I think that is my biggest qualm of the show, in that there was no any real plot from the season start to the season finish. You couldn’t explain a season to a friend, such as “Ah they meet a rival gang and they spend the season at war with them, building up defences and taking out outposts, and then the finale is the two factions coming together in a big battle” – not that this would ever happen, nor would I like this to happen in The Last Man on Earth (as I am using The Walking Dead’s latest season as an example), but you get the idea that you couldn’t explain it to a friend, or say “yes, season 3 was my favourite” as each season is made up of loads of little individual stories that just, at times, feel as if they are filling the season episode count. So it feels more like a classic comedy show, such as The Simpsons or something similar, where the episodes are separate from one another, although there is this last effect at times, which get mentioned in the “Previously” section at the beginning of the show.
With that said, the season is just as funny as the previous ones have been. Will Forte’s character still has us rolling with laughing at his little comments, crappy jokes, or just general sayings (most of which we have become accustomed to now, or have become almost a catchphrase, having watched the previous 3 seasons before this), and they have toned down the Tandy verses everyone else aspect of the show, although there are still moments where the rest of the group are just so damn disrespectful to him.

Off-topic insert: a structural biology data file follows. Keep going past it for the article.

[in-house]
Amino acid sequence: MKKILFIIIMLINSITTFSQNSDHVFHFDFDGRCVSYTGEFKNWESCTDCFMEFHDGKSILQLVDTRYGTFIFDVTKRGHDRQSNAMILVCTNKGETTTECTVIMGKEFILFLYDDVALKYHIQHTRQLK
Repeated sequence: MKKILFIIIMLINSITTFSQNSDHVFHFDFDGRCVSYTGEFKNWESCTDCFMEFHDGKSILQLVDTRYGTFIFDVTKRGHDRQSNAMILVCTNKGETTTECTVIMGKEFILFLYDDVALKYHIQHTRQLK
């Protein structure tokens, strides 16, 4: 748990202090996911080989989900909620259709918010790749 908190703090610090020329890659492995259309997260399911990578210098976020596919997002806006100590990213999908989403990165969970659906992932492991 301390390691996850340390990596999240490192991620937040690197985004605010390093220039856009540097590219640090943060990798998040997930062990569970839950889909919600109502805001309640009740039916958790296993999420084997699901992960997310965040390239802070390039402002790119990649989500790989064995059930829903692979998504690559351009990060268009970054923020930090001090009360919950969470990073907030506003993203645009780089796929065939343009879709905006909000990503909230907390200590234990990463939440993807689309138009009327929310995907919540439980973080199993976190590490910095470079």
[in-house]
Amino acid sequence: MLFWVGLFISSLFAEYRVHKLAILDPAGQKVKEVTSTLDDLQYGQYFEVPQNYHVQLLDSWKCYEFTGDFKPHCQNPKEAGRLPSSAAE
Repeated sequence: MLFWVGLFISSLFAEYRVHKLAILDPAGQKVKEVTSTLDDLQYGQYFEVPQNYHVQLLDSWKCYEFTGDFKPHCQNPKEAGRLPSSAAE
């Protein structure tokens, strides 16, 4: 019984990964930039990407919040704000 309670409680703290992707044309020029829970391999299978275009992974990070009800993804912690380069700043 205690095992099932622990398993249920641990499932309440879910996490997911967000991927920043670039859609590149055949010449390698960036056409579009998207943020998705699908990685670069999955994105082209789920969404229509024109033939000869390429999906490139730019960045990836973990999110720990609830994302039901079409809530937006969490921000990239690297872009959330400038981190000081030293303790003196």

A few brilliant moments, at the top of my head, are ones such as when Tandy and Carol are getting sexual, the karaoke moments, and Todd’s emotions, all of which are things we have seen before, but somehow the show still makes these refined jokes amusing and fresh.
Overall The Last Man On Earth was beginning to run a little flat at times this season, which occurs when a show is still using the same jokes over and over again, but when the finale is all said and done, we are left with what appears to be a new direction for the show to head in, which would be just what it needed, given that I couldn’t see it surviving if it remained the way it was. Don’t get me wrong, it has been a great ride, but the time for either a definitive ending, or a change up, has come.
Season 4 of the show has been just as good as any of the other seasons that came before, and has kept me and my wife hooked throughout (watching it the same day that the episode is released), so if you have watched the previous seasons, then you will fill right at home with this one.